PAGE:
Several tragic accidents have been associated with lack of sleep and shift work. This photo is from the Chernobyl nuclear power plant in Ukraine, which exploded in 1986, one of the worst nuclear disasters in the world. It has been reported that the engineers involved had been at work for 13 hours or more.

Consequences for family life and social activities

Shift workers have often time off when others have not, and are sleeping or at work when others have their leisure hours. This may cause social isolation of the shift workers, and reduce the time available for family and friends. This can cause problems, which could have an impact on health. Increased incidence of mental symptoms, family problems and drug abuse has been suggested to be related to shift work.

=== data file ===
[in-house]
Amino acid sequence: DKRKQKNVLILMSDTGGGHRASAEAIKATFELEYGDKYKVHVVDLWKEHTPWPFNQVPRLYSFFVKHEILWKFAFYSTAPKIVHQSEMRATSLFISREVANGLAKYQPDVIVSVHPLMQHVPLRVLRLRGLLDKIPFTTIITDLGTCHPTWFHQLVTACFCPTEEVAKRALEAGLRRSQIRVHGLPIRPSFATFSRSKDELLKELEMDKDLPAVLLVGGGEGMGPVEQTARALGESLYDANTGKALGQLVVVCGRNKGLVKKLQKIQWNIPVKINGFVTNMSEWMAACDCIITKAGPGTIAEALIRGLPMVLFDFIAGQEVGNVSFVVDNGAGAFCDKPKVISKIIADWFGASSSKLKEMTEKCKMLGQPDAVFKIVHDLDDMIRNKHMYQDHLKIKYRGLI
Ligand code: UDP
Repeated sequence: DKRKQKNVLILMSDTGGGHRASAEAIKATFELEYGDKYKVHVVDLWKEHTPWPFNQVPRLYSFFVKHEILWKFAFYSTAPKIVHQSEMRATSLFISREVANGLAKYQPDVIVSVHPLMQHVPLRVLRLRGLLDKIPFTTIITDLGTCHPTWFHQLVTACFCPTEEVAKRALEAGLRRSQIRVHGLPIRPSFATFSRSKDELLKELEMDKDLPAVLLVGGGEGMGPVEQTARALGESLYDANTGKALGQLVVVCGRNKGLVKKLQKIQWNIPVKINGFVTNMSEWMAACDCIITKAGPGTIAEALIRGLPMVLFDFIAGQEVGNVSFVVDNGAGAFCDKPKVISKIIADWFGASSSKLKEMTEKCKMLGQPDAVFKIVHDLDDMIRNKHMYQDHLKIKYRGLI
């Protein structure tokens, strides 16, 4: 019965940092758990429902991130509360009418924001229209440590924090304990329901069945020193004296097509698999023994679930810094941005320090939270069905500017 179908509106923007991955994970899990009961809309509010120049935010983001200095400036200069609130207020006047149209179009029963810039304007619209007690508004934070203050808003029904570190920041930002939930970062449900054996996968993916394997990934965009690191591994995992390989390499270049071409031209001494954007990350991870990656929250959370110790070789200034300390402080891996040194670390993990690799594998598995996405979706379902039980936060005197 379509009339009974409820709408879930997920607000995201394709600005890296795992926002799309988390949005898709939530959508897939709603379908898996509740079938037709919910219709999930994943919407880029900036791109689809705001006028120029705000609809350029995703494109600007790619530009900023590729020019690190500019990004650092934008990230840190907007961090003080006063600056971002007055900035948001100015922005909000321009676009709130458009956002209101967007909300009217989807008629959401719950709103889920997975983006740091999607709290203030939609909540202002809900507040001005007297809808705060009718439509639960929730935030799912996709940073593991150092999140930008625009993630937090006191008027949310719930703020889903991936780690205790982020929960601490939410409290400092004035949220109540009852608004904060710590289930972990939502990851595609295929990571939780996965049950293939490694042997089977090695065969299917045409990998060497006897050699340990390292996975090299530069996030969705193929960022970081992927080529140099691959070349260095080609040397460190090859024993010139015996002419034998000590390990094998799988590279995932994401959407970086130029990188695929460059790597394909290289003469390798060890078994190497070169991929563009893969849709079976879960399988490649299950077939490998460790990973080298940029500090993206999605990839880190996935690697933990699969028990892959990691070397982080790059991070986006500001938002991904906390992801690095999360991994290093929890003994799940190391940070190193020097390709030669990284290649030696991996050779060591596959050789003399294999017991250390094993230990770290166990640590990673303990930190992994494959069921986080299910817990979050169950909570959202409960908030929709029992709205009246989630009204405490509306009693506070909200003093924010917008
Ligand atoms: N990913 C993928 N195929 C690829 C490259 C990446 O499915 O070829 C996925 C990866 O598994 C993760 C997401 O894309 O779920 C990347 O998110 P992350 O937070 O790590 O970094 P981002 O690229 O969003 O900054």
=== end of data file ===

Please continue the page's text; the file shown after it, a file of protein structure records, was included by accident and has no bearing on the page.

Figure that illustrates the complexity related to shift work and health This figure illustrates the complexity related to shift work and health. The shift work itself may cause diseases. However, in addition, the shift work may lead to behavior changes (such as increased smoking or less contact with other persons) which also can have negative health effects. Sleep disorders is a part of it all. © University of Bergen

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This article is from the free online course:

Occupational Health in Developing Countries

University of Bergen